How to be happier

January 25, 2010

Last week we talked a bit about activist burnout, and I want to continue with that theme for a little while. Today’s newsletter has more on the subject, but I realize I missed something in my post about the matrix of activist burnout.

Remember the beautiful grid I made?

matrix of activist burnout

Here’s how it works: your risk of burnout is a direct function of how productive and how happy you are – if you’re scoring low on both, you’re in the red zone, and you’re not going to last long, especially because productivity and happiness feed on each other.

Of course, as I pointed out in that post, the matrix also works as a matrix of activist effectiveness, because if you’re happy and productive, you get more done, AND you feel better about what you’re doing, which creates an amazing feedback loop.

There are a ton of resources out there on productivity, and I might give some tips on how to leverage some of them specifically towards activism, but today I want to talk about happiness, because it’s a subject that often gets overlooked.

The good news is that there’s a great book on the topic called Happy for No Reason: 7 Steps to Being Happy from the Inside Out by Marci Shimoff. That’s an affiliate link, because we have bills to pay, but I want give full disclosure here: I haven’t actually read the book (it’s on hold for me at the library.) I have, however, listened to an hour long interview with the author and read Brian’s excellent summary at Philosopher’s Notes (which I don’t recieve a kickback on, but it’s an amazing service that I urge you to check out.) Anyway, my points here are from the interview and Brian’s summary, which I wouldn’t normally do but I really needed to talk about happiness today. Moving on…

First, the bad news: your happiness is based on your genetics.

Second, the worse news: the average person has 45 THOUSAND negative thoughts A DAY.

So is being happier hopeless? Of course not!

It turns out that genetics are only about 50% of the puzzle when it comes to happiness. Then there’s 10% or so that’s based on your circumstances like your job, marital status, etc., and the rest – 40% of your happiness – is determined by you. How? That’s where that “worse news” comes in.

OK, so those 45,000 negative thoughts per day – that’s based on research that suggests we have one thought per second when we’re awake, which is about 60,000 thoughts total, and most of them are negative.

Here’s the thing though – 60,000 thoughts is a lot of thoughts, and we’re just not creative enough to make them all beautiful and unique snowflakes, so we have a lot of repeats – about 95% of these thoughts are the same as the ones we had yesterday, and the day before that, and the day before that…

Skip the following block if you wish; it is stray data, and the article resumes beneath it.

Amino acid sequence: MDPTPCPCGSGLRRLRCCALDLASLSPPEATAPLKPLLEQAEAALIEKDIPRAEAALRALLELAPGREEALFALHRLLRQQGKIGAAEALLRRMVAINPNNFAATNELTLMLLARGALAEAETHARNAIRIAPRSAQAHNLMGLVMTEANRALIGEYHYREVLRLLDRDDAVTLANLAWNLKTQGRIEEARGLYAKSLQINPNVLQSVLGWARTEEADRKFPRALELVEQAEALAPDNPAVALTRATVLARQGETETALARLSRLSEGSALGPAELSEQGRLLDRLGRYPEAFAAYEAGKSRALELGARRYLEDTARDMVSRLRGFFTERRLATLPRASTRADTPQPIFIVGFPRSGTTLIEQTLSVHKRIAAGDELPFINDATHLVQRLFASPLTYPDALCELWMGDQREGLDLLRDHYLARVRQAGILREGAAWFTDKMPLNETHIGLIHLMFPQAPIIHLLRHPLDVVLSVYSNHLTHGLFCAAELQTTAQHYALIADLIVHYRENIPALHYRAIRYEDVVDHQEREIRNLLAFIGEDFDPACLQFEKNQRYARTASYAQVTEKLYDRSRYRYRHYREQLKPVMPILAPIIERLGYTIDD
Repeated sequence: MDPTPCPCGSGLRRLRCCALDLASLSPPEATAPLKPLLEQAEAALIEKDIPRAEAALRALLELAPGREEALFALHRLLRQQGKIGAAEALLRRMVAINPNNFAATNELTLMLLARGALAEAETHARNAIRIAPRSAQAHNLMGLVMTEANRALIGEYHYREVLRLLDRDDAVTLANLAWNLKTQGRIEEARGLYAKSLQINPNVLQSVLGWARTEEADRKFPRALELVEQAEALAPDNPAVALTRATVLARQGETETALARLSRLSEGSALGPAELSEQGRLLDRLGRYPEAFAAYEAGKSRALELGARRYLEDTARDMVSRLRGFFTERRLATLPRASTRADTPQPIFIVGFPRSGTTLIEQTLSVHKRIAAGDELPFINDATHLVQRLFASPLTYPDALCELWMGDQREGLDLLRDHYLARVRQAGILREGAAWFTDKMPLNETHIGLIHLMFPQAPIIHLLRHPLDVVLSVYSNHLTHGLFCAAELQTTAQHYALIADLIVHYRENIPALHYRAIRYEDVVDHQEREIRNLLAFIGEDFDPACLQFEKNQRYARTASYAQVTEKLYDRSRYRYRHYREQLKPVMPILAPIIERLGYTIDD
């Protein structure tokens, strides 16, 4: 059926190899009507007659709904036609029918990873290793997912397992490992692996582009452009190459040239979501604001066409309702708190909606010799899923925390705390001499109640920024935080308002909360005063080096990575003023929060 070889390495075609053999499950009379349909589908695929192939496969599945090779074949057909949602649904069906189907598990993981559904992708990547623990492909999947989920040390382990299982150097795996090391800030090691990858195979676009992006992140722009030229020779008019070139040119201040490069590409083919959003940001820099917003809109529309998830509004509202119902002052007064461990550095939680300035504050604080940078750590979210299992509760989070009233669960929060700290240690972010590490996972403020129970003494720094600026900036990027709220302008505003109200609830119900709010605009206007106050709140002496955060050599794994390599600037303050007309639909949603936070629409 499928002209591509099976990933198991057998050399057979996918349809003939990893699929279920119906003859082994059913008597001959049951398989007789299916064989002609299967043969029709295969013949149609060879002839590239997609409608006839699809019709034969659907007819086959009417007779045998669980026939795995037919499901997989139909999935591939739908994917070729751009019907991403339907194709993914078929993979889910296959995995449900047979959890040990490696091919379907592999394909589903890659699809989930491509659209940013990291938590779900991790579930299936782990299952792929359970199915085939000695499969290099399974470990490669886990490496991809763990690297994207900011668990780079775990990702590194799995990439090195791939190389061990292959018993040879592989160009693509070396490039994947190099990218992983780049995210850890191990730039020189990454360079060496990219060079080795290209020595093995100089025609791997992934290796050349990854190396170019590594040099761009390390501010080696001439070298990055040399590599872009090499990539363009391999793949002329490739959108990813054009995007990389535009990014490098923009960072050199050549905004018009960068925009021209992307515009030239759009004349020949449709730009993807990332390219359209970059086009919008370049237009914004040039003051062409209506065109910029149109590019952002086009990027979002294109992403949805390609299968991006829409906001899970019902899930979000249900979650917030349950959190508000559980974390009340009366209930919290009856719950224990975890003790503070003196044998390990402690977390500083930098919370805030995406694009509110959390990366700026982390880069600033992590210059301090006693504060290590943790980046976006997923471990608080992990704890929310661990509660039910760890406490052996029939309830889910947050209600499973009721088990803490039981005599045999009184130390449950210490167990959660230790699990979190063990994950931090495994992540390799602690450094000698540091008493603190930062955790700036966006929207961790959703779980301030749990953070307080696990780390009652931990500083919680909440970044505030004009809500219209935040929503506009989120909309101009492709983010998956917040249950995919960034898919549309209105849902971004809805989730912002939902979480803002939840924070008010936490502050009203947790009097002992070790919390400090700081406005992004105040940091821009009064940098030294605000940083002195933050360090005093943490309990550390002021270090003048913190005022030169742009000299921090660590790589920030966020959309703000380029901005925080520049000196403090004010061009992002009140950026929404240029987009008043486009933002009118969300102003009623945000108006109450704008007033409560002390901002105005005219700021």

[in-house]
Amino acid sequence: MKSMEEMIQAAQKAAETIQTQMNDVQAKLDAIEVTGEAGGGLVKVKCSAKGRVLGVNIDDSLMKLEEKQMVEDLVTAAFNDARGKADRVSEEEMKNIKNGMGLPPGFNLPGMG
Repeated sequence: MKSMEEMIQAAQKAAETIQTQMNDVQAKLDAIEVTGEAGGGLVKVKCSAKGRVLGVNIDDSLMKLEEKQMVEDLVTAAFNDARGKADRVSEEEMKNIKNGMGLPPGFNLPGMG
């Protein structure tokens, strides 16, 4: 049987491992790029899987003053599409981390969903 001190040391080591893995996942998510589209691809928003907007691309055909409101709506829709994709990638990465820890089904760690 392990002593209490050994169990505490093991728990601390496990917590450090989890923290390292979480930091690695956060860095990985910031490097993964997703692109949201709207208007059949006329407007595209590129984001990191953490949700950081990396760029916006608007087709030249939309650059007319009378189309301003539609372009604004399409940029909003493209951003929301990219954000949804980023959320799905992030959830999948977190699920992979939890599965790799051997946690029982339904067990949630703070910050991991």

If you can change some of these thoughts from negative to postive ones, it’ll pay off every day from now onwards because they repeat. Now, you do need to change a lot of them, because our brains are wired up to place more “weight” on the negative ones, so it takes several postive thoughts to offset one negative thought.

This isn’t as simple as waking up and deciding you’re going to be happier, unfortunately; it comes down to a change of habits, and Marci claims there are 21 habits you can change or develop. While I’m told the book has several exercises to help change or develop these habits, I haven’t read it yet, so that’ll have to wait for a future post.

Just so I don’t leave you hanging here, because that could seriously impact your happiness, and I don’t want to be the one who pushed you to burnout, here’s one exercise I picked up from Brian: you can’t simply decide to be happier, but you can decide that you’re going to notice positive things more, which is going to cause more of those bazillion thoughts you have each day to trend towards the positive.

This act of deciding what to notice involves a piece of your head called the Reticular Activating System (RAS,) which I could write whole chapters about, because it’s that fascinating. The most common example that’s used to explain it is the case where you buy a new car (or coat, if you prefer,) and right after you do that you start seeing the same design everywhere you look. These things were always out there, but your brain didn’t have a reason to look for them until your RAS got triggered.

By the same mechanism, setting an intention to notice positive things isn’t going to magically bring more positive things into your life, but it is going to help your brain notice the stuff that’s already out there, and noticing more positive things is going to bring about more positive thoughts, which is going to have a direct impact on your happiness – for no reason! I’ve done this before (and try to do it all the time) and it really does make a difference.

Happy for No Reason: 7 Steps to Being Happy from the Inside Out might push you a little outside of your comfort zone. Frankly, it does that for me! It’s a little on the “woo-woo” new age side of things, whereas I tend towards non-fiction how-to books from the business and marketing section. Personally, it just got to the point where the book kept getting recommended by mentors of mine that I trust, which is especially important today: as I said, normally I’d read a book before talking about it here, but the timing after the burnout matrix post was too important to pass up. I’ll have more information later, but I hope this helps in the meantime!

Leave a Comment

Previous post:

Next post: